Personally I would ask the questions before I visited the puppies. That way your choice is not influenced by cute, wiggly puppies!
Be aware also that any health guarantee that ends prior to age 2, is essentially worthless, as many health tests cannot be performed until AFTER the dog is 2 years of age.
No puppy should go to its new home until 8 weeks of age, at minimum.
Below is a list of health tests, both parents should have and you should physically see and touch certification of such:
Responsible Doberman breeders today, in general, are testing for hip and elbow dysplasia, von Willebrand’s disease (vWD), thyroid disease, genetic eye disease, normal cardiac function, and normal liver function. DPCA | The Doberman | Health BJF Dobermans--Genetic Defects and Testing Explained
Hips and elbows
Responsible breeders send their dog’s hip and elbow x-rays to the Orthopedic Foundation for Animals (OFA) for evaluation. Orthopedic Foundation for Animals: Hip Dysplasia Orthopedic Foundation for Animals: Elbow Dysplasia
Ask the breeder for OFA hip/elbow results. This can be verified through the OFA database. Orthopedic Foundation for Animals
Breeders may also elect to register results of other health testing with the OFA. Currently the OFA registers results of thyroid testing by approved laboratories, cardiac testing by approved evaluators and vWD DNA tests by VetGen.
Another method of evaluating hips is the PennHip method. A breeder may have PennHip ratings rather than OFA ratings. PennHIP Home Dog Owner's Guide: PennHip method of diagnosing hip dysplasia
Hip and elbow evaluations are normally done once in the lifetime of the dog.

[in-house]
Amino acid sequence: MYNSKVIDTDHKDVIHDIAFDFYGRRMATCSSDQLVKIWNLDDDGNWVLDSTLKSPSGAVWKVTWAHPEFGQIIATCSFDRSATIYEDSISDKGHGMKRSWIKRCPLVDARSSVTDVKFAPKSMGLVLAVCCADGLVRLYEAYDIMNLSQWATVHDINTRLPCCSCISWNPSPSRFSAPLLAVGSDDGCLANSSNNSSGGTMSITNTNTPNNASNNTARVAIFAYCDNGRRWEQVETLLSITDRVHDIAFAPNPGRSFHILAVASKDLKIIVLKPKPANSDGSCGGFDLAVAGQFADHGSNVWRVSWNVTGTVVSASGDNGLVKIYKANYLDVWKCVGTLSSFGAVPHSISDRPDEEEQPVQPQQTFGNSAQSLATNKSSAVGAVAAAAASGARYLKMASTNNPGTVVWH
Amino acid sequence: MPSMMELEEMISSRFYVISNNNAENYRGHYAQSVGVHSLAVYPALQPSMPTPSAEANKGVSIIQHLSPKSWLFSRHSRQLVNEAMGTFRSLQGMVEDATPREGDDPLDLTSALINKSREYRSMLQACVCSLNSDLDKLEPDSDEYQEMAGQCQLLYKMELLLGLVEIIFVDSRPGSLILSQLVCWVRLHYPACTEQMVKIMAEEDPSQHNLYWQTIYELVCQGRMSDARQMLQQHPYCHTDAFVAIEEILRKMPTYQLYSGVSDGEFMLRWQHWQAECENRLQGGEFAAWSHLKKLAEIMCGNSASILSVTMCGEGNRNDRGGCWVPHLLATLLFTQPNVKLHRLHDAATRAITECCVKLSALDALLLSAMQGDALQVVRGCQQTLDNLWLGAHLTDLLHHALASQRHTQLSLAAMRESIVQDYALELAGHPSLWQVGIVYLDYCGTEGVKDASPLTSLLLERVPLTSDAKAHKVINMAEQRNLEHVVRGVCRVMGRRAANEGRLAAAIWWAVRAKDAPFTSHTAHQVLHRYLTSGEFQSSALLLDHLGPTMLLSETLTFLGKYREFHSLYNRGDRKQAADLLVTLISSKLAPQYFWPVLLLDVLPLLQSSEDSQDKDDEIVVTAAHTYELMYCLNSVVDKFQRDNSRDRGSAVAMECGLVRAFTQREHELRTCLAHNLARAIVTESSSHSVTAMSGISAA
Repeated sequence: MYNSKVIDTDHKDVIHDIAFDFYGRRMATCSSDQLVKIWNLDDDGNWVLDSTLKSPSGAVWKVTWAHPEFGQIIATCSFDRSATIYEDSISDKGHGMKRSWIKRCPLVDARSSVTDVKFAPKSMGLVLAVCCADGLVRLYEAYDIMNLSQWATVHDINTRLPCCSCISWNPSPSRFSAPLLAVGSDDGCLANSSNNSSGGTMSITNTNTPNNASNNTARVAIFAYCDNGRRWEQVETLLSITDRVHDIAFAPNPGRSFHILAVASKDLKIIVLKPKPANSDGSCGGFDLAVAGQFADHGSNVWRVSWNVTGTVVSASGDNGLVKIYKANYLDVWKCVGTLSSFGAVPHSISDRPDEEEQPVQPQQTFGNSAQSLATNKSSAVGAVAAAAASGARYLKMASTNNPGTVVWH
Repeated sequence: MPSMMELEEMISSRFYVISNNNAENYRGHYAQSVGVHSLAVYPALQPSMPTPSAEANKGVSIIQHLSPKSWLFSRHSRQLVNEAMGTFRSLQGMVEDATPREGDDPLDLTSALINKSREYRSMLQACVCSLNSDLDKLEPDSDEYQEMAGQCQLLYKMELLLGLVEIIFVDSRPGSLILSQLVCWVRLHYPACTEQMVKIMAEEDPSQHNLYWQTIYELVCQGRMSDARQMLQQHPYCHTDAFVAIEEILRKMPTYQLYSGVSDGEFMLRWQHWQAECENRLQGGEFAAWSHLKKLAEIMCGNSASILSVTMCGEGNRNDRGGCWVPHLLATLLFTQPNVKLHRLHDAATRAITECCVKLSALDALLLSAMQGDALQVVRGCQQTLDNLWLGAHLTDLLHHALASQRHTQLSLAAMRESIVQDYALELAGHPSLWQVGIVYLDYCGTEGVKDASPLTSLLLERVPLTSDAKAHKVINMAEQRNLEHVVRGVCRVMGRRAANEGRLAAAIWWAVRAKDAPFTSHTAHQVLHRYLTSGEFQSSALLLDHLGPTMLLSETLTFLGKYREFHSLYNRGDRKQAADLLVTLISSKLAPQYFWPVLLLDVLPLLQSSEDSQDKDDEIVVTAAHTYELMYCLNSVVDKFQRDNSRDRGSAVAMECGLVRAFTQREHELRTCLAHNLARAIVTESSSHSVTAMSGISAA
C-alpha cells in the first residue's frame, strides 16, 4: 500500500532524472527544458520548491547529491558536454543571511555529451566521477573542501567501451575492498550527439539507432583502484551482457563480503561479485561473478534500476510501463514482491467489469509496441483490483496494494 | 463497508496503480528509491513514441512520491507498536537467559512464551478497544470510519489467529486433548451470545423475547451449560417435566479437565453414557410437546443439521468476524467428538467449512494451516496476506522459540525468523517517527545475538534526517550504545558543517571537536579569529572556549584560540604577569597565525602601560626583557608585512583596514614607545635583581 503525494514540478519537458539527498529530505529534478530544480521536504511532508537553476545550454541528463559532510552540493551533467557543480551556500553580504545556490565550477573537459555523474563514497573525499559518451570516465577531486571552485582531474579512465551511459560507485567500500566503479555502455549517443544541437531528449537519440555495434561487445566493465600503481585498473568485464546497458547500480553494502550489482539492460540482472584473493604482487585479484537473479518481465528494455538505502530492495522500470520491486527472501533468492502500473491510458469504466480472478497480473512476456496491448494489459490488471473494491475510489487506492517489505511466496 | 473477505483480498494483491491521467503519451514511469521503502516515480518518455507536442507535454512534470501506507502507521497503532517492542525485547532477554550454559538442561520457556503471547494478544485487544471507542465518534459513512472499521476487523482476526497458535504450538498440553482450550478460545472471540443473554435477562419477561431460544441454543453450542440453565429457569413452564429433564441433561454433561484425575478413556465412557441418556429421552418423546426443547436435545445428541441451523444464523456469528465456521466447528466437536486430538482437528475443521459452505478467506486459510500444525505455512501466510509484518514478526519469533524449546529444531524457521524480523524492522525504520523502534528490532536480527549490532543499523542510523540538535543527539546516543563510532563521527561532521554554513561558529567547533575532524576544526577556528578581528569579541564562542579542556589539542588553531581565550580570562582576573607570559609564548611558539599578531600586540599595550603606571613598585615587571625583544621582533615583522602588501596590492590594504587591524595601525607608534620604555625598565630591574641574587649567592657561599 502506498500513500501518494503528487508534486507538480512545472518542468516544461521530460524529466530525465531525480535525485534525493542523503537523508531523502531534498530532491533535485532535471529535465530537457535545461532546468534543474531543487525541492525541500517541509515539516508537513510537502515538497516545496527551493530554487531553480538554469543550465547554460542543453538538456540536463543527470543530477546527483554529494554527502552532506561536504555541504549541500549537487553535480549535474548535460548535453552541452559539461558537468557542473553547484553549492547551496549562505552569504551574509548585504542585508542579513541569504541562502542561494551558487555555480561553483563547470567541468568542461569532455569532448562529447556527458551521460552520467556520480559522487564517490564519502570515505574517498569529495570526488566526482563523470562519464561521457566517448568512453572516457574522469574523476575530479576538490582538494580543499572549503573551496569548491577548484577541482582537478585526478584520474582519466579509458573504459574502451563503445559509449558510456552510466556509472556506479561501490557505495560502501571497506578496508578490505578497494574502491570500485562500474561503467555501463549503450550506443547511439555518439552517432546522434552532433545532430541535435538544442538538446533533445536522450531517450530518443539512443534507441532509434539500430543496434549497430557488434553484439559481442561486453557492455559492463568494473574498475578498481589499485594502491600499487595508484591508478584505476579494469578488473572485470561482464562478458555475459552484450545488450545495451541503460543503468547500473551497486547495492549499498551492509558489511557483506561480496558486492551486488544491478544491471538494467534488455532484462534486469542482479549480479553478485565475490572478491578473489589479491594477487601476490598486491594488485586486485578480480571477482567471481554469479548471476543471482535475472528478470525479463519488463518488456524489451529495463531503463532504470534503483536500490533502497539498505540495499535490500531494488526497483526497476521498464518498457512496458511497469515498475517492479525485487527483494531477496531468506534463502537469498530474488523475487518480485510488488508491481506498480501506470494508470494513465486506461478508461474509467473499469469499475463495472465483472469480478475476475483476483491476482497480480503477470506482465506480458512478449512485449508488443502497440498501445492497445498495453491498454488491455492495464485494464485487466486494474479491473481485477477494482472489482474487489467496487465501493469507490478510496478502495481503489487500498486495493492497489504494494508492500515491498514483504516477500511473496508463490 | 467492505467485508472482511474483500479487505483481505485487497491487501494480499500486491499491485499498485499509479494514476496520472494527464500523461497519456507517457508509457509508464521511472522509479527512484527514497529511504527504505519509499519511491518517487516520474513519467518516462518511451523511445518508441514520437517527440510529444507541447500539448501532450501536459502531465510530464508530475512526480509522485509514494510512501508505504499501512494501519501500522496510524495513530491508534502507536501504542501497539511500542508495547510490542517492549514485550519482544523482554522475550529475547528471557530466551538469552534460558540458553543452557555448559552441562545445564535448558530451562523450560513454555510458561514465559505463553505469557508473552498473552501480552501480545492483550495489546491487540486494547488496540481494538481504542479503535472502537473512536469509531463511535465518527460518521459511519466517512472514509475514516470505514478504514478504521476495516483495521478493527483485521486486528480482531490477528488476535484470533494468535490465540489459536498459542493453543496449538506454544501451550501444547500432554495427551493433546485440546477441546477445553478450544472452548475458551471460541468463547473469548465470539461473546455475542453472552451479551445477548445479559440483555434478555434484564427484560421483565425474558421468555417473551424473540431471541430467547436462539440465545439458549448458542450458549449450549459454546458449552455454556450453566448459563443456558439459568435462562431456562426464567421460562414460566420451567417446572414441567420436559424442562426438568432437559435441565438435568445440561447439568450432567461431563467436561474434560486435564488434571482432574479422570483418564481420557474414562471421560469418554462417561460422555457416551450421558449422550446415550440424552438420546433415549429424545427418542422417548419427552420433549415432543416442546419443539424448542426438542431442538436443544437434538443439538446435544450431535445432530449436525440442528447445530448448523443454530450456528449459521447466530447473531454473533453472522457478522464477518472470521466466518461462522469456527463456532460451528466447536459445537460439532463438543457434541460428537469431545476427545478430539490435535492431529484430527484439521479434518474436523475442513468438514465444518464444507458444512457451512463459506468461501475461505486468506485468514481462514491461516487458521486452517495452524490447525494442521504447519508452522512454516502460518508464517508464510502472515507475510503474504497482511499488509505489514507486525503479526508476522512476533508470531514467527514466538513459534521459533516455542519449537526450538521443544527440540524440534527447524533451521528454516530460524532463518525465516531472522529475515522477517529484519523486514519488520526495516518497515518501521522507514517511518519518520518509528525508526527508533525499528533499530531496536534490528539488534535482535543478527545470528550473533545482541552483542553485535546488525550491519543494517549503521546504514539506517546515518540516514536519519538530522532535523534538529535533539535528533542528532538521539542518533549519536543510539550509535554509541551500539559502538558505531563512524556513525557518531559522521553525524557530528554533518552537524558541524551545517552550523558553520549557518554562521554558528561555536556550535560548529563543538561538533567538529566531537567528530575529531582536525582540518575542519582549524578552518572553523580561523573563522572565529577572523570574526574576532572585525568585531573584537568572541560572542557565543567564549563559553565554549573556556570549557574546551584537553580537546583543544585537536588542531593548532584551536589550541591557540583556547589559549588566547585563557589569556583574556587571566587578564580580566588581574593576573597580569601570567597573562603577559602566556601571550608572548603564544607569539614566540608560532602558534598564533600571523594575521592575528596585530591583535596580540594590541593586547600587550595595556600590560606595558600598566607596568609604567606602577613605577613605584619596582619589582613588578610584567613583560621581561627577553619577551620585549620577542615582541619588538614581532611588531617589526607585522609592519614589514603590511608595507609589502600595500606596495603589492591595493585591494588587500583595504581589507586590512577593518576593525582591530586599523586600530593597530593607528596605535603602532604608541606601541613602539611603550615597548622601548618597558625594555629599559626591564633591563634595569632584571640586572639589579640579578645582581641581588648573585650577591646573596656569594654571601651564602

Von Willebrand’s disease
There are two companies in the US offering vWD DNA tests. VWD is a bleeding disorder. It is imperative that Dobermans be tested for this as we are now able to eliminate this disease by testing and breeding carefully. By testing the parents of a litter, a breeder can usually tell you what vWD status the puppies will have. VetGen - Veterinary Genetic Services
DNA tests for vWD are only required once in the lifetime of the dog.
Thyroid testing is normally done routinely on Dobermans by responsible breeders. Thyroid results can vary with age. It is recommended that routine thyroid tests begin around 18 months of age and continue every 12-18 months throughout the lifetime of the dog. A full thyroid panel should be completed on any breeding dogs. A full thyroid panel measures Total Thyroxine (TT4), Total Triiodothyronine (TT3), Free T4 (FT4), Free T3 (FT3), T4 Autoantibody, T3 Autoantibody, and canine Thyroid Stimulating Hormone (cTSH).
The thyroid impacts many of the body’s most important organs. Thyroid testing should not be overlooked. Orthopedic Foundation for Animals: Thyroid Disease Thyroid Deficiency Canine Hypothyroidism: Frequently Asked Questions / Diagnosing and Treating Underactive Thyroid Problems in Dogs / Thyroid Disease Information Source - Articles/FAQs
Dogs can be examined for the presence of inheritable eye disease by CERF certified canine ophthalmologists. CERF stands for Canine Eye Registration Foundation. CERF - Canine Eye Registration Foundation
Eye testing is something that must be done yearly – a CERF certificate is valid only for one year. Ask the breeder when was the last date and result of CERF eye testing. This may be verified through the CERF database. CERF - CERF Certification Online Verification
(Some breeders elect not to register the results in the database - ask the breeder to see the copy of the CERF test instead.)
Dilated cardiomyopathy continues to be one of the biggest problem in Dobermans today. Annual cardiac ultrasounds and electrocardiograms are a must, especially for breeding dogs. Holter monitoring (a 24 hour ecg) is now available worldwide. Some breeders and clubs are purchasing their own Holter monitors.
In October 2010, a DNA test was released to identify one gene (called the PDK4 gene) said to cause dilated cardiomyopathy. It is widely felt that more genes responsible for causing dilated cardiomyopathy will be found in the future, but at this time, it's the only cardiac DNA test we have. Dog DNA Tests from the VCGL at the College of Veterinary Medicine
The Washington State University Veterinary Cardiac Genetics Lab keeps a database of the PDK4 DNA results online. Doberman DCM Test from the VCGL at the College of Veterinary Medicine
(Some elect not to have their results published online, so ask the breeder if the dogs have been tested. Ask the breeder for a copy of the results.)